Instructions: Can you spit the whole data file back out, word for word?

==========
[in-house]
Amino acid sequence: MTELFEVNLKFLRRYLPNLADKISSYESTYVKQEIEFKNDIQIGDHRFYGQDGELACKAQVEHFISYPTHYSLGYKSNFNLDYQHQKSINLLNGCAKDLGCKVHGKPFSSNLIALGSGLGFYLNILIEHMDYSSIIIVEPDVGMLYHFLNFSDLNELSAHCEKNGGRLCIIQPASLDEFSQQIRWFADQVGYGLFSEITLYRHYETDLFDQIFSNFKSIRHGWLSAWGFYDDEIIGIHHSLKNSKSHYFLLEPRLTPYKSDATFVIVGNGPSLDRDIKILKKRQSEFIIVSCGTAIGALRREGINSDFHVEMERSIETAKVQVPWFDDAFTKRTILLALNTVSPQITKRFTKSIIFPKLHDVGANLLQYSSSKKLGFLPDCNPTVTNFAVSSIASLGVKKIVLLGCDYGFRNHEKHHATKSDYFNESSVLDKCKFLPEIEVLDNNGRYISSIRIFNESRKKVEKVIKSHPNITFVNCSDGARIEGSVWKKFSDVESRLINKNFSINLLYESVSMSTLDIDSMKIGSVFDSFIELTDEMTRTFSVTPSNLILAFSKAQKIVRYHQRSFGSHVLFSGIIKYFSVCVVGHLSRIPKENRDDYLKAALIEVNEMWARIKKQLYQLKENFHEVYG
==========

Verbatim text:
[in-house]
Amino acid sequence: MTELFEVNLKFLRRYLPNLADKISSYESTYVKQEIEFKNDIQIGDHRFYGQDGELACKAQVEHFISYPTHYSLGYKSNFNLDYQHQKSINLLNGCAKDLGCKVHGKPFSSNLIALGSGLGFYLNILIEHMDYSSIIIVEPDVGMLYHFLNFSDLNELSAHCEKNGGRLCIIQPASLDEFSQQIRWFADQVGYGLFSEITLYRHYETDLFDQIFSNFKSIRHGWLSAWGFYDDEIIGIHHSLKNSKSHYFLLEPRLTPYKSDATFVIVGNGPSLDRDIKILKKRQSEFIIVSCGTAIGALRREGINSDFHVEMERSIETAKVQVPWFDDAFTKRTILLALNTVSPQITKRFTKSIIFPKLHDVGANLLQYSSSKKLGFLPDCNPTVTNFAVSSIASLGVKKIVLLGCDYGFRNHEKHHATKSDYFNESSVLDKCKFLPEIEVLDNNGRYISSIRIFNESRKKVEKVIKSHPNITFVNCSDGARIEGSVWKKFSDVESRLINKNFSINLLYESVSMSTLDIDSMKIGSVFDSFIELTDEMTRTFSVTPSNLILAFSKAQKIVRYHQRSFGSHVLFSGIIKYFSVCVVGHLSRIPKENRDDYLKAALIEVNEMWARIKKQLYQLKENFHEVYG